Methane-Eating Bacteria Discovered Under Antarctica
Researchers say the bacteria could decrease damage from global warming.
Bacteria that eat methane, a greenhouse gas linked to climate change, have been discovered by scientists deep beneath the Antarctic ice.
Scientists made the discovery inside 120,000-year-old sediment and water samples taken during a 2013 drilling expedition in West Antarctica. The bacteria was found in the sediment that formed on the top of Lake Whillans, a body of water buried 2,600-feet beneath the surface, according to Newsweek.
Researchers published the results of the sediment analysis on Monday in Nature Geoscience. The location of the microbes suggests it prevents the water from being contaminated by methane leaking from a large reservoir of gas trapped beneath the ice nearby.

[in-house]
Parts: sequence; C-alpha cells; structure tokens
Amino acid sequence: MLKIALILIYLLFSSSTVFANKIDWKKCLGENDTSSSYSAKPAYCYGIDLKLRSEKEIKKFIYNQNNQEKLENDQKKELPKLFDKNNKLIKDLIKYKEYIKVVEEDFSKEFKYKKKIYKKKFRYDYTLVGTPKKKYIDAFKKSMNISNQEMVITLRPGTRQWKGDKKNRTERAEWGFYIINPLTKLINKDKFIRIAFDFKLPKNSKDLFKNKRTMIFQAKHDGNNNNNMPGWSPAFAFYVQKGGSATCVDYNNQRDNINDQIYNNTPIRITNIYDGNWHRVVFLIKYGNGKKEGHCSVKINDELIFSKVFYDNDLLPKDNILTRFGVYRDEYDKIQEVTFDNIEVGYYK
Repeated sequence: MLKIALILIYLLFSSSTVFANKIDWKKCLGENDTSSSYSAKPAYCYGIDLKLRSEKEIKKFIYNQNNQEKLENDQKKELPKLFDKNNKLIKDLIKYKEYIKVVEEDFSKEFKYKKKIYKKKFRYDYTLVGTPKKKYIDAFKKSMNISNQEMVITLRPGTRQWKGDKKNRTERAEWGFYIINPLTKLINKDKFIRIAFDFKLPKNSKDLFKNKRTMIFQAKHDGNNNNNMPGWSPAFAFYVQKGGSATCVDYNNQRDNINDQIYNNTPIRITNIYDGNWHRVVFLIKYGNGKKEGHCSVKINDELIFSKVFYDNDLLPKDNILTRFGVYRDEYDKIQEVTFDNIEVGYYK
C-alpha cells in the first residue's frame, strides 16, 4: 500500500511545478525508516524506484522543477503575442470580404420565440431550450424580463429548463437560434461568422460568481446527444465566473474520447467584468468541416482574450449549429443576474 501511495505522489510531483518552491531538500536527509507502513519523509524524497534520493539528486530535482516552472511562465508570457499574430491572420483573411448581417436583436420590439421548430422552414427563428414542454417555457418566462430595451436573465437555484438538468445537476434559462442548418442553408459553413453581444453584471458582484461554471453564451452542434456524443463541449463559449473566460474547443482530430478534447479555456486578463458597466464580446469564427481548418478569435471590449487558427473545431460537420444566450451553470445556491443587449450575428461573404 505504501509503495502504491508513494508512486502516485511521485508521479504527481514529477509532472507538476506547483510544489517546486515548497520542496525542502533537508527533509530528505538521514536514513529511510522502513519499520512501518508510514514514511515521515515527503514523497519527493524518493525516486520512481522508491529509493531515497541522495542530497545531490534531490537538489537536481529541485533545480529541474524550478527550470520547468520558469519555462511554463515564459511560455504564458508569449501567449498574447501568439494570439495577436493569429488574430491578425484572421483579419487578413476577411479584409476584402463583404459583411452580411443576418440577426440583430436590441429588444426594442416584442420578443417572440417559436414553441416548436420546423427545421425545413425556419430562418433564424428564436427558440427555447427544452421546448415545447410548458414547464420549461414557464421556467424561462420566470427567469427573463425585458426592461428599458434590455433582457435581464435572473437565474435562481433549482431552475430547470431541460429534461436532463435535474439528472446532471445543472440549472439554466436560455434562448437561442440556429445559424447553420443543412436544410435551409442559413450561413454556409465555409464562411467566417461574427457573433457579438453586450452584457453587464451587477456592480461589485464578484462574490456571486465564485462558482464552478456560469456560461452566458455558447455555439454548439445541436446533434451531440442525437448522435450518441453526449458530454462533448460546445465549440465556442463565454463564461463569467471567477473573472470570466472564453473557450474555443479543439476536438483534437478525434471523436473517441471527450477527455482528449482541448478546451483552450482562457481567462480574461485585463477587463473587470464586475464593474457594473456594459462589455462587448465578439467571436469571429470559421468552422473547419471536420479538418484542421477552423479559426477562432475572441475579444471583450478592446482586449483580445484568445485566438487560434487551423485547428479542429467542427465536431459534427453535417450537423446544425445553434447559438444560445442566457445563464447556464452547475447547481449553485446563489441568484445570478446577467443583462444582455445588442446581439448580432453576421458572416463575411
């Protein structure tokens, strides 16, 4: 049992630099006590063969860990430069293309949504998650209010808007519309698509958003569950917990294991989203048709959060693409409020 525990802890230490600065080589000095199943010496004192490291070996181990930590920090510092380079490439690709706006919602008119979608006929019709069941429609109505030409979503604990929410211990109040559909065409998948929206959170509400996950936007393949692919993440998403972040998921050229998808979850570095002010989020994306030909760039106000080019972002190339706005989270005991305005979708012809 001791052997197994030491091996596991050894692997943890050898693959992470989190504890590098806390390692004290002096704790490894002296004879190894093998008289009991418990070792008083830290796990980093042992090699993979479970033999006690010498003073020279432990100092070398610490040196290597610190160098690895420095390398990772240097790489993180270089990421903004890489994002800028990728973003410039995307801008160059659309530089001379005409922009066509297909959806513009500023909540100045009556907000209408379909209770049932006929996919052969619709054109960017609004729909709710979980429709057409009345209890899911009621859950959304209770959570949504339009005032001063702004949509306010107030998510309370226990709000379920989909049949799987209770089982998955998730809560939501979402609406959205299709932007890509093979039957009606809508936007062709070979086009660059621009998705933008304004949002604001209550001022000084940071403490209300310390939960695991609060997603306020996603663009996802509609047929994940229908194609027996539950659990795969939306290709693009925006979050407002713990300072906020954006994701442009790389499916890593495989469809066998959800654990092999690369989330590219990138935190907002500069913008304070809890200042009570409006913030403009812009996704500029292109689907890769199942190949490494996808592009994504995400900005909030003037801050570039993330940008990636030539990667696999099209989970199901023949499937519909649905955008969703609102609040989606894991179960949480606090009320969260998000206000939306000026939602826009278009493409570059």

Researchers suspect the bacteria might decrease the potential damage caused by methane gas trapped in the ice should it and give the gas a chance to escape, Newsweek reports. The microbes survive off the gas since they’re cut off from light or heat, two primary forms of energy.
Authors of the study say an expansive network “microbial ecosystems capable of cycling important greenhouse gases” exist beneath the ice in Antarctica. However, little is know about the system of rivers, lakes, and other elements that contribute to the bacteria’s survival.
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